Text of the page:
An incredible list of drivers contributes to this GT40’s incredible racing pedigree, but the results don’t quite match. It’s estimated to fetch millions at auction
This may not be the most famous of the scores of Fords that carried the GT40 moniker. It’s not even the most famous MkIV. But J-10, heading to auction next month in Gooding and Co’s Pebble Beach sale, has a fascinating history nonetheless.
Its tale takes some digging out, too, and it certainly didn’t look then as it does today.
Today, J-10 is carrying the colours of AJ Foyt and Dan Gurney’s 1967 Le Mans-winning red and white, but in 1969 it was white with blue stripes. There was no roof, either. Towering high above its tail was once a moveable dihedral wing, operated by a hand lever.
This was to be Ford’s second attempt at turning the GT40 into something for the big bruising world of Can-Am. The X-1 had tried and failed. The J-10 was supposed to fix that, and it would do so known as the Kar Kraft-developed G7A, or ‘Calliope’ because of its experimental V8 engine.
It was then sold for $1, along with J-9, to Charlie and Kerry Agapiou, who can take much of the credit of trying to take it racing. J-9 would be the development mule, J-10 would chase the glory.
Though trying was the operative word, and none other than Peter Revson, George Follmer, Jack Brabham, David Hobbs, Vic Elford and LeeRoy Yarbrough would do so.
Despite the names, results weren’t forthcoming. In fact, neither were finishes.
Overweight, it struggled to retain its oil…
Revson never actually drove it in anger, retiring at Mosport and St Jovite as early as practice. He managed a total of one lap of Mosport, when Mario Andretti was also listed to drive the car. Follmer’s luck wasn’t much better, failing to make the grid at Mid-Ohio, before retiring two laps into the race at Elkhart Lake.
Brabham, making his first start in Can-Am, shed a wheel at Michigan, having also struck a deal with Bruce McLaren to drive their spare M8B if G7A failed to make the start… Instead, it went for an unprecedented 47 laps before coming to its three-wheeled stop. Using four-stud wheels instead of the usual six was believed to be the cause.
Only John Cannon, who had trounced the big names at Laguna Seca in a McLaren in 1968 and later made a fleeting appearance in Formula 1 with BRM, ever saw the flag in a race with G7A/J10 – in second place, no less.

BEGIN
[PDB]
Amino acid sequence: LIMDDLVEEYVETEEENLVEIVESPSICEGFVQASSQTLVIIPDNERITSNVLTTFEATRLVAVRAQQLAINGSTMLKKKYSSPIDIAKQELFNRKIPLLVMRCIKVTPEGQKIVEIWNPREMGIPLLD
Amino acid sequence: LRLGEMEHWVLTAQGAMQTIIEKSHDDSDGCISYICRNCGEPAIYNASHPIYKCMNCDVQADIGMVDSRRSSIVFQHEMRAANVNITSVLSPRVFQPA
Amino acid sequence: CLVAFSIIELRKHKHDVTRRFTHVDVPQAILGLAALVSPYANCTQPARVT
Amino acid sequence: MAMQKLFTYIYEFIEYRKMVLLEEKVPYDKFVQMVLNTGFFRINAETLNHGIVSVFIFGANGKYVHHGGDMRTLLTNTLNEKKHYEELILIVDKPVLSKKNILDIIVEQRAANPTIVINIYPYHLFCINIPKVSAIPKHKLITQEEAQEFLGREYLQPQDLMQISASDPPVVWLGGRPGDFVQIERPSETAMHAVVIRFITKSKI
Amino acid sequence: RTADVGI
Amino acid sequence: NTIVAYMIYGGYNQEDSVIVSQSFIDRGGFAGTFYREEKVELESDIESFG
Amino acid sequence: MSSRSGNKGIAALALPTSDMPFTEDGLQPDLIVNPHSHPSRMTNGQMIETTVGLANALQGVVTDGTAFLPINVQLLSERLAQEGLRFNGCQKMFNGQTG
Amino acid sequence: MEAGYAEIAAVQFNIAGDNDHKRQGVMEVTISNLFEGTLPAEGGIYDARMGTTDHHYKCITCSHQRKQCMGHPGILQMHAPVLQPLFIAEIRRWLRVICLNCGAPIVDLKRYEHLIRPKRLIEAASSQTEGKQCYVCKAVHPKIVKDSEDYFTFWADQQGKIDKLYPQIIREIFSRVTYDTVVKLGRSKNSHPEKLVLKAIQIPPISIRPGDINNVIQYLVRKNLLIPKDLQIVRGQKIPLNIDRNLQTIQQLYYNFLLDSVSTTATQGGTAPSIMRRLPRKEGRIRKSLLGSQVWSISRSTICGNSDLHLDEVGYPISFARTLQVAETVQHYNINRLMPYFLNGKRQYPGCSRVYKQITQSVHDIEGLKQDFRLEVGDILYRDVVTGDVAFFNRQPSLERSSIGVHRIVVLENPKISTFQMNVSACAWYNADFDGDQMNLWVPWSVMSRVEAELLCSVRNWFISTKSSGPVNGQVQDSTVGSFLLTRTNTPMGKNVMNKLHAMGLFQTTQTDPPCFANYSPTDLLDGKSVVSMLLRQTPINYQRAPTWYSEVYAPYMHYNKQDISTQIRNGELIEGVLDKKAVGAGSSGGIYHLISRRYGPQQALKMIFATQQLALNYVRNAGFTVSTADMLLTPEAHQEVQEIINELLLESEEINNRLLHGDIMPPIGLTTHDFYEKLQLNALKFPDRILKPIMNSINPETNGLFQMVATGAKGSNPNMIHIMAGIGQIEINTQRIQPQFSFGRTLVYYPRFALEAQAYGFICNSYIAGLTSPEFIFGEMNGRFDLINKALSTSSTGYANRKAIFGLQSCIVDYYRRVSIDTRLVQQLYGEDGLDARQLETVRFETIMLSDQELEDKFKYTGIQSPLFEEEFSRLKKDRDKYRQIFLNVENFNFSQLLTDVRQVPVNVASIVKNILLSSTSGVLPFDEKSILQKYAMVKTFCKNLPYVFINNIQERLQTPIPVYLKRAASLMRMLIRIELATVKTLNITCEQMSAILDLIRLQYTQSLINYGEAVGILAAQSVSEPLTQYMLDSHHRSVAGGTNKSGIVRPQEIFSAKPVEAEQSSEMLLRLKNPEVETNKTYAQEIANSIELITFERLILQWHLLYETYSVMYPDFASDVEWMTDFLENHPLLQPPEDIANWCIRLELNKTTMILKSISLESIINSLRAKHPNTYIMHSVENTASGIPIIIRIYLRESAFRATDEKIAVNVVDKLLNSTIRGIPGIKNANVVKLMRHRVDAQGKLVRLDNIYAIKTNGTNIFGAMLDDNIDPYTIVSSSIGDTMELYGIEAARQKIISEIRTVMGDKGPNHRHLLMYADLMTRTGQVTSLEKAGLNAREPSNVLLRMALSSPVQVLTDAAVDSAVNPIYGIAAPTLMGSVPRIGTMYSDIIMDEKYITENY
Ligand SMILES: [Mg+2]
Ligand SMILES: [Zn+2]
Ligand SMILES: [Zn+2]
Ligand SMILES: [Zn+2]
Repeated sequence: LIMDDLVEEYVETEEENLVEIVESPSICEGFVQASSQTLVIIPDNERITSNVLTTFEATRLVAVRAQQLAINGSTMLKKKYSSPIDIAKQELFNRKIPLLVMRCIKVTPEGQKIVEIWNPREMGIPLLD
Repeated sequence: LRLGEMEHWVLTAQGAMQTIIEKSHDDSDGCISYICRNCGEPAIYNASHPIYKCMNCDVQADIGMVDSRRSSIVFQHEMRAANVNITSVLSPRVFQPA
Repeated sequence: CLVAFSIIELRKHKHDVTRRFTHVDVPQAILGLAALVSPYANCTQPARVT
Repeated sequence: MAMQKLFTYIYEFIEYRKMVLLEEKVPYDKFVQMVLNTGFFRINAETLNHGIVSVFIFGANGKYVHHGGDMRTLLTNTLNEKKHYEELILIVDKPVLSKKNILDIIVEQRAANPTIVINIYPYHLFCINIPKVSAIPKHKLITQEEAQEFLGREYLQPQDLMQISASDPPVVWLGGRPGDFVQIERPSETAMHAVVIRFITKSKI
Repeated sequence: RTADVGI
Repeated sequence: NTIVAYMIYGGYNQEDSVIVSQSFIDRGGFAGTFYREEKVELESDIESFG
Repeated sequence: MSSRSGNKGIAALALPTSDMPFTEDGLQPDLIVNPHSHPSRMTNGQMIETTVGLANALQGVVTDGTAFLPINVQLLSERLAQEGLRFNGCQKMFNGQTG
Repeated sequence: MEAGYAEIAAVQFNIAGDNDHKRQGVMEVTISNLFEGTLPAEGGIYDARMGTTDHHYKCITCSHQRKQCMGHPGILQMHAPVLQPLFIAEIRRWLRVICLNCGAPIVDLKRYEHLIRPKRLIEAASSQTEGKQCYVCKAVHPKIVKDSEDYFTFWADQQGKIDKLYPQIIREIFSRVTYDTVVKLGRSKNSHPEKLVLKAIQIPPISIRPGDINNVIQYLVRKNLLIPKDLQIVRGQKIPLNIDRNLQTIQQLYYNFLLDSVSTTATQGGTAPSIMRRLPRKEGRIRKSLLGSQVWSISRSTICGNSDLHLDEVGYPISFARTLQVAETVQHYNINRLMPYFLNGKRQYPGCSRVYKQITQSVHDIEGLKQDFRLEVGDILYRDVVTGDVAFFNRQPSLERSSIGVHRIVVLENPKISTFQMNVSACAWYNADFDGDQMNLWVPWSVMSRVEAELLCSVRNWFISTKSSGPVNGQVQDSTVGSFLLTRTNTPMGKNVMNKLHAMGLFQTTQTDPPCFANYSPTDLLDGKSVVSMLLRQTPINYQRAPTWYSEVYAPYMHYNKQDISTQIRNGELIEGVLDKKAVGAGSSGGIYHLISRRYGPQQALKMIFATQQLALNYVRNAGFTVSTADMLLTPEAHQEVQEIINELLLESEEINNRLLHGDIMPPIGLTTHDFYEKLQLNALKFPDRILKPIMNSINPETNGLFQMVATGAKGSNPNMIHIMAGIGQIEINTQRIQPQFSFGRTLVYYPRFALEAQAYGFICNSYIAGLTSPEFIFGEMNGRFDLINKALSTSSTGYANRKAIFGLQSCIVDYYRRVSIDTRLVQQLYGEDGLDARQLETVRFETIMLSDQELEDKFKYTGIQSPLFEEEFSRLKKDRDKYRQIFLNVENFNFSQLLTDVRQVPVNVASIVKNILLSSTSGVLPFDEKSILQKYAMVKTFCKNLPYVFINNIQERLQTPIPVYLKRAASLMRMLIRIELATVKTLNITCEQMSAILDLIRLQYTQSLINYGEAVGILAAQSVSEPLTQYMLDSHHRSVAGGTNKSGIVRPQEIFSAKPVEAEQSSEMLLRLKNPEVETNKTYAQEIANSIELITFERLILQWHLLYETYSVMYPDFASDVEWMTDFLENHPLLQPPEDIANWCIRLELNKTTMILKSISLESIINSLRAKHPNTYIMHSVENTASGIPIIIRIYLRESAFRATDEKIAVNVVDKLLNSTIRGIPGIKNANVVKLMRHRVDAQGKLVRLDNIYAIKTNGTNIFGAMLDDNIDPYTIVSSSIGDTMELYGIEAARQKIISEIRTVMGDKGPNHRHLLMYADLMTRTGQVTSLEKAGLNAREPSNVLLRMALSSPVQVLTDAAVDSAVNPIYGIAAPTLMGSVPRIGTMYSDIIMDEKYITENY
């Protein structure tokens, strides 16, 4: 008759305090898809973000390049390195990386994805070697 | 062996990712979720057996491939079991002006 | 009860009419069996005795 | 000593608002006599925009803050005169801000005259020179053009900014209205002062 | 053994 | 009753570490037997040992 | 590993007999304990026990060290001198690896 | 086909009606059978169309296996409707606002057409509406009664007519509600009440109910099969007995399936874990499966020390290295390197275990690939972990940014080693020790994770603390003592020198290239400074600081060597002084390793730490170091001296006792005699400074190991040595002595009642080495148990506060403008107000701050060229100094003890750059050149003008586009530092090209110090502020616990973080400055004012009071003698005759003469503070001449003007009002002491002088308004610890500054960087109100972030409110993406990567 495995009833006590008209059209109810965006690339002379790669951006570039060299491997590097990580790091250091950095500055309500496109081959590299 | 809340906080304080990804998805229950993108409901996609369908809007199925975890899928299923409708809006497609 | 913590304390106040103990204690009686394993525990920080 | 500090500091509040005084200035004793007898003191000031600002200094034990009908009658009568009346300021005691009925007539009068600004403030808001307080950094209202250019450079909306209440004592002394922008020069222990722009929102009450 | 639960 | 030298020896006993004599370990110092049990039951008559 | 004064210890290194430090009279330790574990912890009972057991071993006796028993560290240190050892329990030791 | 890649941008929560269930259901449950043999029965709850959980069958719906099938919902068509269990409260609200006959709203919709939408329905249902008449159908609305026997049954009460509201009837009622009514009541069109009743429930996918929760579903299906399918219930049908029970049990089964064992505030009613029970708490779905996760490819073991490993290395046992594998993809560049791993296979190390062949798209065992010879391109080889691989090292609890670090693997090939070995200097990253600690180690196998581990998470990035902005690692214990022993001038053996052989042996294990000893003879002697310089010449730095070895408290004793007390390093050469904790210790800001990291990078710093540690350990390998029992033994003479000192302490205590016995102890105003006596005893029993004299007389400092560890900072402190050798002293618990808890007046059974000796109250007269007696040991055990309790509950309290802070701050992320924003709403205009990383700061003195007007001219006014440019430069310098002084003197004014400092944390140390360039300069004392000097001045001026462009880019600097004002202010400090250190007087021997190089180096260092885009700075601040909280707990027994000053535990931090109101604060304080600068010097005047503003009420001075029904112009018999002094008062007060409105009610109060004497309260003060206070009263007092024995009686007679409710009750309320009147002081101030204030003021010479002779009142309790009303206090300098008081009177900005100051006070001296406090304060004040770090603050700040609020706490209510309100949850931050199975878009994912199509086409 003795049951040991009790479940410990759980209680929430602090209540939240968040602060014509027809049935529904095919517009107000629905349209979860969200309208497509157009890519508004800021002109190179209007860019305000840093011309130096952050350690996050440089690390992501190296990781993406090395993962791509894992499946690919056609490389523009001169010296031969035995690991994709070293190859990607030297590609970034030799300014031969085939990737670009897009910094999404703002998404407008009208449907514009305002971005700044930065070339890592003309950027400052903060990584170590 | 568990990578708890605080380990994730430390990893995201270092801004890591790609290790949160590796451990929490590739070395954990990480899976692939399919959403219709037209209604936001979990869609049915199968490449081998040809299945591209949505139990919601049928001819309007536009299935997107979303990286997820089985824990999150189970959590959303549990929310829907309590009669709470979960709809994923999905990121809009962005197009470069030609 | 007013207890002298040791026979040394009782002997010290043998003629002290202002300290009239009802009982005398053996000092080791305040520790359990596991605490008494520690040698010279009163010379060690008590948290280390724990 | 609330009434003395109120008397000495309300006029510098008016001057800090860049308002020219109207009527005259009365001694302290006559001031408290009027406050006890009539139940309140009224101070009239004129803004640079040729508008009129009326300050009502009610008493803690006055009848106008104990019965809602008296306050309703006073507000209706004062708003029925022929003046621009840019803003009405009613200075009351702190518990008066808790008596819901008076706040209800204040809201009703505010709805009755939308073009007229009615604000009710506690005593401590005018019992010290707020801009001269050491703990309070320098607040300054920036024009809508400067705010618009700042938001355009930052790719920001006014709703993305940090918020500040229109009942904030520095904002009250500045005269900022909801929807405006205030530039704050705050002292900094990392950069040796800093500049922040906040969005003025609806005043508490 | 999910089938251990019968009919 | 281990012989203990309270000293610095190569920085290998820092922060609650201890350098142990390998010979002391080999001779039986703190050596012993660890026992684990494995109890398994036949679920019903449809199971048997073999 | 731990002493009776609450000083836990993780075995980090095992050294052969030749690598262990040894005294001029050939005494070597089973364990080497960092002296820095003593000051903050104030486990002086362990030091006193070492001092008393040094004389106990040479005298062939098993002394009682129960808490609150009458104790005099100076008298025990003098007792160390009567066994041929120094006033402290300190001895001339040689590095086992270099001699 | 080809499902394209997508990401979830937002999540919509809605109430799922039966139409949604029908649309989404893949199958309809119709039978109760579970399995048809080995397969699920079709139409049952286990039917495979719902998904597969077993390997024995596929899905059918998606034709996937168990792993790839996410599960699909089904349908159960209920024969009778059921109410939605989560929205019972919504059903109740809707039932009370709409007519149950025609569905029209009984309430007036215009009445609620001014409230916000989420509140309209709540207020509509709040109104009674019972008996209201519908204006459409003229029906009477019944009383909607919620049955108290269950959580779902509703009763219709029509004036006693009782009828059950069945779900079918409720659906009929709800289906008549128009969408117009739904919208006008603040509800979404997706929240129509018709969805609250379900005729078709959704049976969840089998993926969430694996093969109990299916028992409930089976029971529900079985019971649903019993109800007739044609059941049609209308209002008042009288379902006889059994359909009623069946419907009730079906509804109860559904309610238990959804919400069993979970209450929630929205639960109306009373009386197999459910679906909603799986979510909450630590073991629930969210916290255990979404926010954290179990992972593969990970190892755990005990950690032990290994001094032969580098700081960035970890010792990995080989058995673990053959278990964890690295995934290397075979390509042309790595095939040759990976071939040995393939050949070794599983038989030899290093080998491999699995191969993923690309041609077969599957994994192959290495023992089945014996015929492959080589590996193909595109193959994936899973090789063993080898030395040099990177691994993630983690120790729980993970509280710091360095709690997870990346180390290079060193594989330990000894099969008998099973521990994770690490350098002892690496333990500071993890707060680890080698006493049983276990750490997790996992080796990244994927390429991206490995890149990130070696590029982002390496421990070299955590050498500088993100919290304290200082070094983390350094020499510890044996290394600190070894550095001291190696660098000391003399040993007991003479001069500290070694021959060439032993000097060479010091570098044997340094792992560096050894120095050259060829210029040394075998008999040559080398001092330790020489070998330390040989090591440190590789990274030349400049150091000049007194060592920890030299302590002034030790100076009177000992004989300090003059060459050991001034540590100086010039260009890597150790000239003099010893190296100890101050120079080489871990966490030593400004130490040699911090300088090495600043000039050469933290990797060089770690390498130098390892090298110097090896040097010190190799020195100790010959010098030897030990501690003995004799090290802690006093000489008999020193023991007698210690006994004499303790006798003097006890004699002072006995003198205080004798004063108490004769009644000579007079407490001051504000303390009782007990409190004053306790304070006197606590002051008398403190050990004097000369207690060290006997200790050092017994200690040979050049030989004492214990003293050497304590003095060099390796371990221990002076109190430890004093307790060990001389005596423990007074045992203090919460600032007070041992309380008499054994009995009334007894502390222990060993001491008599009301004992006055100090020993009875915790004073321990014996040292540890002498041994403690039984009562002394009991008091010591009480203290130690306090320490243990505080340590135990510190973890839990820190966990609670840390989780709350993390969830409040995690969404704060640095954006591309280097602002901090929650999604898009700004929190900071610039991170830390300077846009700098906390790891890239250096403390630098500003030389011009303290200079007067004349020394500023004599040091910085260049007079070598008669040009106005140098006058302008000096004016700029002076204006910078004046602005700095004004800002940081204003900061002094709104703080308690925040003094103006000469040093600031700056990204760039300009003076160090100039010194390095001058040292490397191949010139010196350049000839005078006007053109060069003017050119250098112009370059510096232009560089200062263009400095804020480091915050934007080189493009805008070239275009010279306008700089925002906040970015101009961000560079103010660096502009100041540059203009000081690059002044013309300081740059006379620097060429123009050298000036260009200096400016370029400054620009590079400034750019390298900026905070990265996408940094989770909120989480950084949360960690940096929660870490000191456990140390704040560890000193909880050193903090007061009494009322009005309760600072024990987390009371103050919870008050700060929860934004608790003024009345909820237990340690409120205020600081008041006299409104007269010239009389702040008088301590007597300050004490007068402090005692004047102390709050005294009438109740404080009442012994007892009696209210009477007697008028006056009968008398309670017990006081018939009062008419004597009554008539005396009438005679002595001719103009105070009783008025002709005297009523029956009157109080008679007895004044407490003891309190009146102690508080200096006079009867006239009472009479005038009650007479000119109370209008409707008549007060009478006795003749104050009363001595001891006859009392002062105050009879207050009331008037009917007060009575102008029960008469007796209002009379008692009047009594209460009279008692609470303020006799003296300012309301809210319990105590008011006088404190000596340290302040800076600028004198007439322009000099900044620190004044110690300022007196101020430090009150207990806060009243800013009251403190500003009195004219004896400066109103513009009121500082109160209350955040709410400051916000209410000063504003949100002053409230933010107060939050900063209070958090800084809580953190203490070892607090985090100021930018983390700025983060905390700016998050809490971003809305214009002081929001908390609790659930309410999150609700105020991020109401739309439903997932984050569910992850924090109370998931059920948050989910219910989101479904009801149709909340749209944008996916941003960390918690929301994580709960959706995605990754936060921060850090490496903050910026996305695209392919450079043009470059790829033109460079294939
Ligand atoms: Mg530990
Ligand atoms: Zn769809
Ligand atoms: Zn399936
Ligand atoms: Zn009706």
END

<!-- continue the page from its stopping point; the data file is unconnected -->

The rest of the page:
Can-Am’s annual Japanese jaunt saw a gaggle of North America’s (mainly midfield) pack fly off all-expenses-paid to Fuji, with Lothar Motschenbacher in a (non-works) McLaren, Jackie Oliver in the Autocoast Ti22, Revson in a Lola, Chuck Parsons in a Carl Haas Lola and Tony Dean in a Porsche 908/2 making the trip.
Minoru Kawai won in Toyota’s 7, and Cannon came through from fifth on the grid to claim second place after a full 75 laps.
By this point, the 427 block had been swapped out for a steel 429, and within a year G7A/J10 would be no more. It was struck a mortal blow at Riverside, almost exactly 12 months after its big day in the Rising Sun, in the November of 1970.
Peter Gregg in a Lola T165 was nudged from behind by Jim Adams in a Ferrari 612, Dick Smith spun his McLaren M12 in avoidance and collected Cannon and G7A.
It wasn’t all lost, for according to Adrian Streather’s Ford GT: Then, and Now, J-10 contested more races than the rest of the J-cars combined. Not finish, of course.
The now-unrecognisable car will go under the hammer at Pebble Beach on August 24/25, having been owned by the Agapious until 1989, when it was bought by Martin Yacoobian. Restoration began, to MkIV specifications, but not finished. The job was resumed in 2013, using moulds from chassis J-6, and finalised with a genuine 427 V8 and Kar Kraft T-44 transaxle. It was presented for the first time at the Amelia Island Concours d’Elegance in March this year.
Chassis J-12, with no racing pedigree, sold earlier this year for $1.9million. J-10 is expected to go for more. It’s estimated to fetch between $2,500,000 and $3,000,000.